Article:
This leaves us with any score accessible except for one. This was always a bit disappointing because that is infinitely many possible inaccessible scores. But so it goes.

Except, not. Actually this is not true at all. Continue reading

NCAA Tournament: Onto the Sweet Sixteen

The first weekend of the NCAA men’s basketball tournament is in the books, and half of the teams are back home hitting them, their basketball days finished until next season. First, a look at which teams made it to the Sweet Sixteen, then a check on the standings in ALDLAND’s bracket challenge.     Continue reading

The DET Offensive: Everybody knows this is nowhere

It seems I spoke too soon. I didn’t say it explicitly, but I thought losing a Justin Verlander start to the Royals while treading water in second place in all the relevant standings in late August was pretty much rock bottom for a team with the preseason expectations and on-paper (both white and greenbacked) potential of the 2012 Detroit Tigers. No, I see now that getting swept by the Royals to end the month of August three games out of both the division lead and the second wild card spot is rock bottom. Although I’ve begun the process of emotionally untangling myself from this team, they aren’t dead in the water and their closing schedule allows them to control their own destiny. If that destiny is to include a playoff berth, though, they’re going to have to string together some winning streaks against critical opponents, something they largely have avoided this entire season. If there are to be no playoffs for this team, though, then I think we can all look back on the above-captured moment when Mike Moustakas grapple-tackled Prince Fielder as the Tigers’ point of know return.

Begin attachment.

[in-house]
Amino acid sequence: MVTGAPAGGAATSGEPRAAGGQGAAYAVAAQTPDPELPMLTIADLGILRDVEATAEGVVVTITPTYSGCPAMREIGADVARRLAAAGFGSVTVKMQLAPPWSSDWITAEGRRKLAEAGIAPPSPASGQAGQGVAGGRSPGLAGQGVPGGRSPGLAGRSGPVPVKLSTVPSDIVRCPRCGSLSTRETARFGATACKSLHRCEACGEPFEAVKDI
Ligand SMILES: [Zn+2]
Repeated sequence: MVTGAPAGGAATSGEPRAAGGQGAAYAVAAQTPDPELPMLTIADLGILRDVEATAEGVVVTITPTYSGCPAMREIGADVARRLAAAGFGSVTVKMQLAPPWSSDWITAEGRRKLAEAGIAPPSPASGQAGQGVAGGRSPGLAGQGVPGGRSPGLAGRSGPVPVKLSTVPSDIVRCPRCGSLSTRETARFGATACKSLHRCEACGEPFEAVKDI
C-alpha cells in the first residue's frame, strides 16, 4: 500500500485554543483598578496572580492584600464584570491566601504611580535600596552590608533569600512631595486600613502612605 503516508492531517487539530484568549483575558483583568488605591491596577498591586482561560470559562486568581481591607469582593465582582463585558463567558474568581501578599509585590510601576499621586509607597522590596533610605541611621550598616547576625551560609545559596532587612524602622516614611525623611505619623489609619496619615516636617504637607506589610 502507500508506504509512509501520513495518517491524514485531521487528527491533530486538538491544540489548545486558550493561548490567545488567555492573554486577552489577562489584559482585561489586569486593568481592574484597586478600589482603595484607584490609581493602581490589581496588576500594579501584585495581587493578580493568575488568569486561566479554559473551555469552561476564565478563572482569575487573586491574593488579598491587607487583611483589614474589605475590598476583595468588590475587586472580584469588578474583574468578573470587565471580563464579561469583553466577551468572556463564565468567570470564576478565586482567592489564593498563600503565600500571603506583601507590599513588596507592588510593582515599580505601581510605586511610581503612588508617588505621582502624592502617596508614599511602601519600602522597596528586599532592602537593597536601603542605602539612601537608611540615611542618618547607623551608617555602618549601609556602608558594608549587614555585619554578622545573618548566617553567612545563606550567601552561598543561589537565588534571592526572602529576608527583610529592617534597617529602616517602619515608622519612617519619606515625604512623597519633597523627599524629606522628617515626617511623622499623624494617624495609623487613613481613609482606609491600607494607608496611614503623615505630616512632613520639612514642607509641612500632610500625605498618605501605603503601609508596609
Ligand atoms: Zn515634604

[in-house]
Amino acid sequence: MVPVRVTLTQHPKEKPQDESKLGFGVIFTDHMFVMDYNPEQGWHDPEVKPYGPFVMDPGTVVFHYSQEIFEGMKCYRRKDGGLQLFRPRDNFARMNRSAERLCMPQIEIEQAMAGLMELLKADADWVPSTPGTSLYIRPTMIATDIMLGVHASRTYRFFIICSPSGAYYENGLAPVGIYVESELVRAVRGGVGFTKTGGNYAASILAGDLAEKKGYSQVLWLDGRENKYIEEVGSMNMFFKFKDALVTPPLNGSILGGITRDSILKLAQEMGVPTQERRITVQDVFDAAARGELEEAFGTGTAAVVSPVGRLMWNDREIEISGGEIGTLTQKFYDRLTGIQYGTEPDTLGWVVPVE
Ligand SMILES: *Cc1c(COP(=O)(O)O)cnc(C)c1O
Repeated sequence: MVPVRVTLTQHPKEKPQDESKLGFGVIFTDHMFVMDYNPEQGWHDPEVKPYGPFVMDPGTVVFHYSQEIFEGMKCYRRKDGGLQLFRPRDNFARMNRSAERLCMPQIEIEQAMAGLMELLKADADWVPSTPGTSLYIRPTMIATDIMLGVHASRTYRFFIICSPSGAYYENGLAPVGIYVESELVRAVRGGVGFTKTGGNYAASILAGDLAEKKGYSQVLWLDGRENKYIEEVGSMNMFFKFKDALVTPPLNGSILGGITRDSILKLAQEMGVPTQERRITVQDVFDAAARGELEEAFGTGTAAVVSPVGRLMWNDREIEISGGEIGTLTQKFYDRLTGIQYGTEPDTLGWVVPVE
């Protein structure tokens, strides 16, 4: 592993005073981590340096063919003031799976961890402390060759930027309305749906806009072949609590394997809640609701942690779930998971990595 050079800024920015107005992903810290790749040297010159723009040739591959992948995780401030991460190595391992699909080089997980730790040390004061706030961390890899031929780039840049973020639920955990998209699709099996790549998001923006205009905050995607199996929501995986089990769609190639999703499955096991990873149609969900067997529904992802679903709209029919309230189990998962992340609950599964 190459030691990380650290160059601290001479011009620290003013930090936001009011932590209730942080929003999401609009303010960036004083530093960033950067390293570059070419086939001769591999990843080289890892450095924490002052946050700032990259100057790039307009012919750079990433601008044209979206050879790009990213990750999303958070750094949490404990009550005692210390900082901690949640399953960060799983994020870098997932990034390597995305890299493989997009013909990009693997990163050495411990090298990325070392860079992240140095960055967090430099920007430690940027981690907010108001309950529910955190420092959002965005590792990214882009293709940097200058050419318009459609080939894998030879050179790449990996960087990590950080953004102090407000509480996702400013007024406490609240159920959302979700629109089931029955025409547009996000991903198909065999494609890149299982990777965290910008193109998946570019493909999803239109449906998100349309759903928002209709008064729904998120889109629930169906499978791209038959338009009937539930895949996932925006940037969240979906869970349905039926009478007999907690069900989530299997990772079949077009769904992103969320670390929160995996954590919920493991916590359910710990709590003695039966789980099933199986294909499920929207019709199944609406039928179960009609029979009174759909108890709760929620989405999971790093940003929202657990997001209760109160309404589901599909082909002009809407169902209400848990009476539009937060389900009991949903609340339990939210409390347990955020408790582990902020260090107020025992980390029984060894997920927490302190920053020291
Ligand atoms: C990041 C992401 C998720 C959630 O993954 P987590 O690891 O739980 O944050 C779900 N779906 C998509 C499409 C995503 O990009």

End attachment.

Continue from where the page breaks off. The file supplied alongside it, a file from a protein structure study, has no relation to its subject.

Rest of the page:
_____________________________________________

Previously
Now it’s just offensive – 8/29
Explode! – 7/23
Halfway at the Half-way – 7/9

Interleague
Play – 6/26
Call the Experts! 
 5/26
Recipe for a Slumpbuster
 – 5/2
Delmon Young Swings and Misses
 – 4/30
Brennan Boesch’s Birthday – 4/12
Tigers open 2012 season with Sawks sweep – 4/9

Rivalries and Penalties

In honor of the general chippiness of the Georgia-Vandy game this weekend and the swings Spartans DE William Gholston took against Wolverine players, resulting in suspensions to players (see here and likely here), but interestingly not coaches (see here or here), the WSJ took a look at the “dirtiest” college football rivalries, based upon the number of behavior-related penalties per game.  Interestingly, Georgia popped up again: number one on the list was the Deep South’s Oldest Rivalry.  Michigan/Michigan St. wasn’t far behind.

RIVALRY PER GAME BIGGER OFFENDER
Auburn-Georgia 5.4 Georgia 59%
Duke-North Carolina 5.2 N. Carolina 69%
UCLA-Southern California 4.8 UCLA 54%
N. Mexico-N.Mexico St. 4.6 N. Mexico 65%
Kansas-Missouri 4.2 Missouri 76%
Michigan-Michigan St. 4.0 Michigan St 80%
C. Michigan-W. Michigan 3.8 Western 58%
Brigham Young-Utah 3.6 Utah 61%
NC State-North Carolina 3.4 N. Carolina 59%